Welcome to what should probably be a named regular feature here at Dynamic Ecology: Jeremy’s Half-Baked Analogies to Economics!*
I had a thought and I’m not sure what to make of it, or even if it’s original. So I thought I’d share it in the hopes that a reader can enlighten me.
In economics, inflation is a reduction in the purchasing power of a unit of money. It’s often measured as an annualized percentage change in a price index, a weighted average of the prices of a “basket” of goods and services. The contents of the basket obviously need to reflect what consumers actually buy.
Measuring inflation is trickier than you might think. The problem is that consumers react to price changes by changing the quantities they buy. If the price of some good or service rises, consumers often will substitute some other good or service instead. If you ignore this fact, you will badly overstate the extent to which price increases of some goods erode the real purchasing power of a unit of money. But conversely, if you take this fact too seriously, you will understate inflation. Apparently**, economists haven’t come up with a perfect solution to this problem.
I think there’s an analogy here to trying to measure the strength of competition for resources, for instance by measures of resource use overlap. If competition for a given resource (say, a given prey species) gets stronger, so that the resource becomes scarcer on a per-consumer basis, we expect that consumers will respond by substituting other resources instead. That’s the logic of character displacement. Which makes it tricky to summarize the “strength” or “intensity” of competition in terms of a number quantifying how much resource a consumer can “buy” with each unit of foraging effort.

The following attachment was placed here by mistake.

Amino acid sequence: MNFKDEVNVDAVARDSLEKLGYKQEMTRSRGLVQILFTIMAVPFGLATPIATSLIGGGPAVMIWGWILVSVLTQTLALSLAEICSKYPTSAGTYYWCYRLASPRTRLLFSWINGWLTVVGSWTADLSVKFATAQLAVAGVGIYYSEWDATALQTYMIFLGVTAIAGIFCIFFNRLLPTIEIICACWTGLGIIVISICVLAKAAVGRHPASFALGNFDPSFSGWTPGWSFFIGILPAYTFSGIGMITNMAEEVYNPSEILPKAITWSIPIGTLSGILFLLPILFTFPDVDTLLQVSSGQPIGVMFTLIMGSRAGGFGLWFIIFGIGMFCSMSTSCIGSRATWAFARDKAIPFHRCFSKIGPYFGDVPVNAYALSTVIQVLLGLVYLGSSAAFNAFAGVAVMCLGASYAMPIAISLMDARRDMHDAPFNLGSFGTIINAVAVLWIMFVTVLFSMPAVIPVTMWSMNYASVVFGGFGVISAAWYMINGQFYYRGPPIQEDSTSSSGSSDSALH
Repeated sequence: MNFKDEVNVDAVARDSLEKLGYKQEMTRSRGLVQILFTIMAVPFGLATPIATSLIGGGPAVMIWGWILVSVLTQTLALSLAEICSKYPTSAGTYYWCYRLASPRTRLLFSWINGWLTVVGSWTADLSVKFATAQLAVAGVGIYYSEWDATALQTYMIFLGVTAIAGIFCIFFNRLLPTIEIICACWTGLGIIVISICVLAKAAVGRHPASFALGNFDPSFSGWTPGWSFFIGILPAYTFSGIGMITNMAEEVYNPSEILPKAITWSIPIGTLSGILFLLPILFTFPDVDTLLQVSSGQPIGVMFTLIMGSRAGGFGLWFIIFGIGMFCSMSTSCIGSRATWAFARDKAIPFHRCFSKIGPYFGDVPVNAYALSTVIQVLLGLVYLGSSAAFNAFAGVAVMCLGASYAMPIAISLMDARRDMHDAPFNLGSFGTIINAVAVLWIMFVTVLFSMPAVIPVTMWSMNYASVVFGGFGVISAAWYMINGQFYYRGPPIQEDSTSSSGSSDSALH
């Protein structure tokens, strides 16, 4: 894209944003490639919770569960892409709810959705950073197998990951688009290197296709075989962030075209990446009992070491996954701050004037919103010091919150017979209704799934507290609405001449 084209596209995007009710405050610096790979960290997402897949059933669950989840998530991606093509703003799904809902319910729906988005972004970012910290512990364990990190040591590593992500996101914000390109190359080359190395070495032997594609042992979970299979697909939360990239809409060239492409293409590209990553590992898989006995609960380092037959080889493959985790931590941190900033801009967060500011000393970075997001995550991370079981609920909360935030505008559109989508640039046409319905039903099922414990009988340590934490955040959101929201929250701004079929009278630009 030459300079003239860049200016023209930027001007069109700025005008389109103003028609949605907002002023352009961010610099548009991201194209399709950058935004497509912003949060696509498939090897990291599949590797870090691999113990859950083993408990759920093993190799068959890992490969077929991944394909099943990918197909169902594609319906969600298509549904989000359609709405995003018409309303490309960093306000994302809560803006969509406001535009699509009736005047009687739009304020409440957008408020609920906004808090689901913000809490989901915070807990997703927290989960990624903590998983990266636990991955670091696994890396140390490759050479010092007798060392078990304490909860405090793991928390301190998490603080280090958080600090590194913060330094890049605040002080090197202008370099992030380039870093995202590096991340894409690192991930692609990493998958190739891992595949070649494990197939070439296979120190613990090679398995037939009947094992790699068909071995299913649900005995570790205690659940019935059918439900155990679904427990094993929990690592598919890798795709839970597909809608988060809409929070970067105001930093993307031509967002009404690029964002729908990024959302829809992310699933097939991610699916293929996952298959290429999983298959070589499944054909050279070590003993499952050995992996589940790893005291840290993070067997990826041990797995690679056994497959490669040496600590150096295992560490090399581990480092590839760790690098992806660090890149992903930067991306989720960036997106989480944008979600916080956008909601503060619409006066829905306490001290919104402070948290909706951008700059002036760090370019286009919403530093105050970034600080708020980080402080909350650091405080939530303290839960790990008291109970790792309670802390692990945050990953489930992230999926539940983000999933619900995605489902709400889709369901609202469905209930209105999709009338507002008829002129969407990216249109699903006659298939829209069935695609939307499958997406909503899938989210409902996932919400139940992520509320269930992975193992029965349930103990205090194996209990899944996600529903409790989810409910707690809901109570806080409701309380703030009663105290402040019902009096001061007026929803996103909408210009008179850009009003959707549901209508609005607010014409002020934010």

This is why it’s generally a bad idea to use indices of resource use overlap as measures of the strength of competition. Say the abundance of your competitor increases for some reason, causing some of the resources you previously were consuming to become scarce on a per-capita basis. So you move somewhere else, or switch to consuming some other resources instead, thereby reducing or even eliminating overlap with your competitor. But does that mean you’re no longer experiencing competition? If you say yes, isn’t that like saying that there’s no inflation so long as consumers are spending their money on something?
Has anyone else drawn this analogy before, or tried to pursue it further? For instance, has anyone ever looked at whether the price indices economists have developed have applications in ecology? Or is the analogy too loose or half-baked for that?
*Mathematicians are said to be machines for turning coffee into theorems. I’m more of a machine for turning Pepsi into half-baked analogies between ecology and economics. 🙂
**meaning: “as far as I can tell from Wikipedia and a blog post I once read”